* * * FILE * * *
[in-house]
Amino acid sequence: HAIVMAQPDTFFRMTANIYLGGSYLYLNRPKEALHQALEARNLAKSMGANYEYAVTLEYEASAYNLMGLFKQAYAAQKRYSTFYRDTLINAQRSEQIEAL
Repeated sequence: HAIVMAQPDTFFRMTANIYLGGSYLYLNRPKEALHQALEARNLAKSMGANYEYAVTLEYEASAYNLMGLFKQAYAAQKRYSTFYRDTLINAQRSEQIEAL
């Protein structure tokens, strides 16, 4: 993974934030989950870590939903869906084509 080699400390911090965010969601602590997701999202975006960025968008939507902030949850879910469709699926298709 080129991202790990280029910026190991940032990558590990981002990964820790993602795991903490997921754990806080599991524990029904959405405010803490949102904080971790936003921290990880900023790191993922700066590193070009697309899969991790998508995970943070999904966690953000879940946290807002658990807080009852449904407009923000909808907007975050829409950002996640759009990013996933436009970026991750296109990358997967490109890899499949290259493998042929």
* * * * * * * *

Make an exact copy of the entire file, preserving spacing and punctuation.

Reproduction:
[in-house]
Amino acid sequence: HAIVMAQPDTFFRMTANIYLGGSYLYLNRPKEALHQALEARNLAKSMGANYEYAVTLEYEASAYNLMGLFKQAYAAQKRYSTFYRDTLINAQRSEQIEAL
Repeated sequence: HAIVMAQPDTFFRMTANIYLGGSYLYLNRPKEALHQALEARNLAKSMGANYEYAVTLEYEASAYNLMGLFKQAYAAQKRYSTFYRDTLINAQRSEQIEAL
């Protein structure tokens, strides 16, 4: 993974934030989950870590939903869906084509 080699400390911090965010969601602590997701999202975006960025968008939507902030949850879910469709699926298709 080129991202790990280029910026190991940032990558590990981002990964820790993602795991903490997921754990806080599991524990029904959405405010803490949102904080971790936003921290990880900023790191993922700066590193070009697309899969991790998508995970943070999904966690953000879940946290807002658990807080009852449904407009923000909808907007975050829409950002996640759009990013996933436009970026991750296109990358997967490109890899499949290259493998042929």